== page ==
Just how weird is Vancouver? Autumn is the best time to find out. Jeff Davis, the author of “Weird Washington,” offers strangely spirited walking tours of the Vancouver Barracks, which were established in 1849 — the first U.S. Army base north of California. The 90-minute tours begin at 7 p.m. Fridays, 5 p.m. and 7 p.m. Saturdays, and 2 p.m. Sundays, now through October. They’re limited to 20 patrons each, and the price of admission is $15, or $12 for youth and seniors. Tours begin across the street from the Grant House, 1101 Officers Row. Learn more, download a tour map, and register online at ghostsandcritters.com.
Before it started coming from laboratories and assembly lines, food used to come from nature. You knew that, right? We tend to forget that a bounty of fruits, nuts, greens and roots can all be found in our native forests — and sometimes even in our own backyards. Explore the wide variety of wild, edible plants our area has to offer during a “Forest Feast” guided walk at Columbia Springs Environmental Education Center. It’s set for 5:30 to 6:30 p.m. Wednesday, rain or shine, starting from the SWIFT classroom at 12208 S.E. Evergreen Highway, Vancouver. A $5 donation is suggested. Please register via firstname.lastname@example.org or call 360-882-0936 x224. Visit https://www.columbiasprings.org.
“When the lights come on, everybody’s screaming. Lighters in the sky, yeah, everybody’s singing.” That’s how the Sunlight Supply Amphitheater will be when country star and two-time Academy of Country Music Entertainer of the Year Jason Aldean takes the stage. He’ll perform music from his latest album, “They Don’t Know,” which features that song about lit-up audiences at rock concerts; this one also features special guests Chris Young, Kane Brown and Dee Jay Silver. Tickets are $34 to $71. The concert is at 7:30 p.m. Friday at 17200 N.E. Delfel Road, Ridgefield. Visit www.sunlightsupplyamphitheater.com.
Enjoy the fascination of a miniature scale-model world that’s pretty huge (14 feet by 35 feet) and inhabited by an operating model railroad. The Southwest Washington Model Railroaders are holding their annual open house — the final one at in their current central-city location before they go hunting for a new one — featuring their very detailed layout full of realistic sound and lights. It looks even more real when you watch through the “engineer cam.” The open house is set for 10 a.m. to 4 p.m. on Sept. 23. Admission is $2 or free for under 12, with canned food donations encouraged for the food panty at the host site, the Safe Harbor Church at 8100 East Mill Plain Blvd. (The railroad is in a building behind.) Call 360-921-5780.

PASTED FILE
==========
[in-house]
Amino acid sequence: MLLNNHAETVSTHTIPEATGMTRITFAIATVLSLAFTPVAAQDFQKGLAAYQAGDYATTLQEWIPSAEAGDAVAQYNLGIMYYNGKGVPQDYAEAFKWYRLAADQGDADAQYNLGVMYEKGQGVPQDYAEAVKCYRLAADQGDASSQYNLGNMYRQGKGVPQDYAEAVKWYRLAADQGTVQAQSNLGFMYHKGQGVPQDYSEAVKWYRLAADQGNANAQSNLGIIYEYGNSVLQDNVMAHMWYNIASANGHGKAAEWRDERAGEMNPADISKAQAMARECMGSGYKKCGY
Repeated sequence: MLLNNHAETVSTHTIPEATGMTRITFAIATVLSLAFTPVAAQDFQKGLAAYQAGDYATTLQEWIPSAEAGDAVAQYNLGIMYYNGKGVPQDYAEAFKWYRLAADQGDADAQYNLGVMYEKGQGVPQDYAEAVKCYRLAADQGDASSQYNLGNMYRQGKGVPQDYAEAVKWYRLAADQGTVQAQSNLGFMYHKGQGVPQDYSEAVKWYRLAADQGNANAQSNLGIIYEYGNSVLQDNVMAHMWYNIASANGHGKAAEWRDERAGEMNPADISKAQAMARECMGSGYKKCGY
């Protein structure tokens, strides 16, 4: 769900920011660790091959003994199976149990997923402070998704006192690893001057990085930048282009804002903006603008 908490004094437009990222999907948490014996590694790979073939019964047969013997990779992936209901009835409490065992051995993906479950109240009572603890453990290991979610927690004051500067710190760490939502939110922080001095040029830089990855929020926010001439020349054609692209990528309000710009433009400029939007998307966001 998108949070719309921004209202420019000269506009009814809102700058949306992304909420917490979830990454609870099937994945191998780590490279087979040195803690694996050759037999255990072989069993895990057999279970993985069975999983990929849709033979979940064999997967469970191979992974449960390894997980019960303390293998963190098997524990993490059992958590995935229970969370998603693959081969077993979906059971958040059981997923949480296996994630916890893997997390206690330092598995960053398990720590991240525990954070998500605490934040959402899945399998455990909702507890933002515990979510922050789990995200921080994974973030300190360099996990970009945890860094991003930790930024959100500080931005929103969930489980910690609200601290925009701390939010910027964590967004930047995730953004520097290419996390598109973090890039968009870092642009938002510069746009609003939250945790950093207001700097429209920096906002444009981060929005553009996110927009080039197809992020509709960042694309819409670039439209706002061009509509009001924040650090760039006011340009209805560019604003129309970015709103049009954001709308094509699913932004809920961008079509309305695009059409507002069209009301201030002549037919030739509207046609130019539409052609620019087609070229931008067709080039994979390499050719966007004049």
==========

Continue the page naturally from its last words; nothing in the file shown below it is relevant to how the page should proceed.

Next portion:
The Golden Age of Radio may be long gone, but it’s still hilarious — and now, you can watch as well as listen. The Willamette Radio Workshop, a Portland group that performs old-time radio scripts live on stage — complete with special audio effects and other theatrical magic — will bring a comedy showcase called “Laugh Your Dial Off” to downtown Vancouver’s Kiggins Theatre at 7 p.m. Sept. 27. In addition to snappy, silly material from the likes of Jack Benny, Fibber McGee and Molly, Abbot and Costello and W.C. Fields, there’ll be genuine radio commercials of the day — “so true and yet so funny,” according to Re-Imagined Radio, a project at Washington State University Vancouver that brings these performances to the Kiggins. Doors open at 6 p.m. Sept. 27 at 1101 Main Street, Vancouver. Suggestion donation is $5. Visit www.kigginstheatre.net/events/re-imagined-radio.
There’s no better word than “inspiration” for what you’ll find at the massive 17th annual Northwest Quilting Expo that’s headed for the Portland Expo Center. Lectures and classes, instructors and vendors, gorgeous quilts and exhibits, judged competitions, much more. The event is set for 9 a.m. to 5:30 p.m. Sept. 28-29 and 9 a.m. to 5 p.m. Sept. 30 at 2060 N. Marine Drive, Portland. Admission is $10 per day or $27 for a three-day pass. Call 503-736-5200 or visit www.nwquiltingexpo.com.